Mohammed would be a good member to ask. He's read a lot of Sallis.


message 18: by Mohammed (last edited Feb 08, 2015 04:10AM) (new)

Mohammed  (mohammedaosman) Josh wrote: "Ken Bruen is bleak heart breaking beauty. Can't get enough of him. I've been wanting to read James Sallis, what's a good book to jump in on?"

Bleak heart breaking beauty well said :)

Sallis is start with his book The Long Legged Fly which is book 1 in Lew Griffin series. Book 1 and book 2 The Moth should show you what kind of series, author he is. Drive is good,lean,mean heist noir but it is not as complex as this series.


message 19: by Paul (new)

Paul | 910 comments Just received an email from my local library to say a copy of The Long Legged Fly is waiting for me to pick up. Hopefully i can contribute to this thread in due course. Been wanting to read Sallis for sometime.


message 20: by Nancy, Fallen Angel (new)

Nancy Oakes (quinnsmom) | 482 comments Mod
Starting today. I only have sporadic read time though -- weekend guests!


message 21: by Nancy, Fallen Angel (new)

Nancy Oakes (quinnsmom) | 482 comments Mod
Umm -- did anyone else notice the time error in chapter six? The Black Panthers didn't exist until 1966 and he's got them in 1964.


message 22: by Tom (new)

Tom Mathews | 398 comments Nancy wrote: "Umm -- did anyone else notice the time error in chapter six? The Black Panthers didn't exist until 1966 and he's got them in 1964."

Were they actually identified as Panther members? I got the impression that they were more Pantherish than Panther.


message 23: by Nancy, Fallen Angel (new)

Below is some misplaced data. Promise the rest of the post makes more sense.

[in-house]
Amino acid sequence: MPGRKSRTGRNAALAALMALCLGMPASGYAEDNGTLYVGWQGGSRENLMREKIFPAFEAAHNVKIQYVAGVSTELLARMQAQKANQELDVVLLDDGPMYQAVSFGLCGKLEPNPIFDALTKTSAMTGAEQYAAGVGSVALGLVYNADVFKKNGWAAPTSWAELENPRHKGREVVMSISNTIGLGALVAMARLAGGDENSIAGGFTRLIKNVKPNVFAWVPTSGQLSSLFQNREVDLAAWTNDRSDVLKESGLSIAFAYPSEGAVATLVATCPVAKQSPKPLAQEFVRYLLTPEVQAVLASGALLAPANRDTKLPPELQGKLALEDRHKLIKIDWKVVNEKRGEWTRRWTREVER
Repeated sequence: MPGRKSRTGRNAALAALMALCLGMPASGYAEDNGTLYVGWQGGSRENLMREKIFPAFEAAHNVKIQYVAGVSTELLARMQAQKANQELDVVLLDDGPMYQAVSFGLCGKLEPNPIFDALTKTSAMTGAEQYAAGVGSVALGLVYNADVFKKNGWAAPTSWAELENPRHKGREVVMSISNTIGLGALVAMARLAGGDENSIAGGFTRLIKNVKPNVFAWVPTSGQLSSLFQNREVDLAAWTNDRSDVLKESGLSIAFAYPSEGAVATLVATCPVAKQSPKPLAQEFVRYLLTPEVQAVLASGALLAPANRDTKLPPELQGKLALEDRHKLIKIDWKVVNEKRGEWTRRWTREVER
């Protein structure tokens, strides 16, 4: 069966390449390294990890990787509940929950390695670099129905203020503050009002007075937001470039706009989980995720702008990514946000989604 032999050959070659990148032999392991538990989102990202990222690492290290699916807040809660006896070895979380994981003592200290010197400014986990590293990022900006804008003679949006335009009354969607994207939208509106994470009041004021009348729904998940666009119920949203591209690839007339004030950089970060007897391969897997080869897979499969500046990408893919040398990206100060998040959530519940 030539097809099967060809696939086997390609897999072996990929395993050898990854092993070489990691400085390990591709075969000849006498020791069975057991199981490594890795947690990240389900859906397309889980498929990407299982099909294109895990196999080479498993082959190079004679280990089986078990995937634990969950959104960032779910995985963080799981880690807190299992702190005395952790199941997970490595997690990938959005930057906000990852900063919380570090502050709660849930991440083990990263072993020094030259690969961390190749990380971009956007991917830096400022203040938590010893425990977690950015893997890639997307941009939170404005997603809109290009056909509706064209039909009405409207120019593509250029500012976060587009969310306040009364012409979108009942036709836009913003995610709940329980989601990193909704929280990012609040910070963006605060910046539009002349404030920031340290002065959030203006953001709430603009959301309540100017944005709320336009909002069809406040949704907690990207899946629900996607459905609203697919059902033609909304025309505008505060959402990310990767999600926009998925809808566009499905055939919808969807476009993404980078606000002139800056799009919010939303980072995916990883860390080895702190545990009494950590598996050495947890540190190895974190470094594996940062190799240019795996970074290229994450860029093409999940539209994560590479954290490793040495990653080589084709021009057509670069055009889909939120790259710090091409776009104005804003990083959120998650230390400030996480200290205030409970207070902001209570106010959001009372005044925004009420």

Nancy Oakes (quinnsmom) | 482 comments Mod
Tom wrote: "Nancy wrote: "Umm -- did anyone else notice the time error in chapter six? The Black Panthers didn't exist until 1966 and he's got them in 1964."

Were they actually identified as Panther members? ..."


He actually says part Panther.


message 24: by Samantha (new)

Samantha Glasser | 58 comments I enjoyed the story and read it very quickly, kind of a pallate cleanser compared to the other books I've been reading lately. I liked the character and thought it was interesting that even though he met a woman he loved, who gave his life a sense of purpose, he was so drawn to the city he hated that he stayed and let her go.

I also find it interesting that this is a series character considering we see this man age through several decades. Are the books chronological?

After I read the book I looked up the author and was pleased to see he wrote Drive. I never read it but I loved the movie.


message 25: by Nancy, Fallen Angel (new)

Nancy Oakes (quinnsmom) | 482 comments Mod
Reading it quickly for me is impossible. There is so much here. There are all manner of literary and musical references to suss out that end up being appropriate to the story. The city and Griffin seemed to be tied to one another in more ways than one, and Lew himself...well, he's not that easy to fathom. And I'm only on page 122.


message 26: by Richard (new)

Richard (richardv) | 45 comments I really enjoyed this when I read it. I agree that at times, the structure makes it a challenging read, but I agree with Samantha that Lew Griffin is a fascinating character to follow. Sallis is a great writer and I plan on continuing the series!


message 27: by Algernon (Darth Anyan), Hard-Boiled (new)

Algernon (Darth Anyan) | 539 comments Mod
I read this a couple of years ago, but I remember the early blues references like Robert Johnson.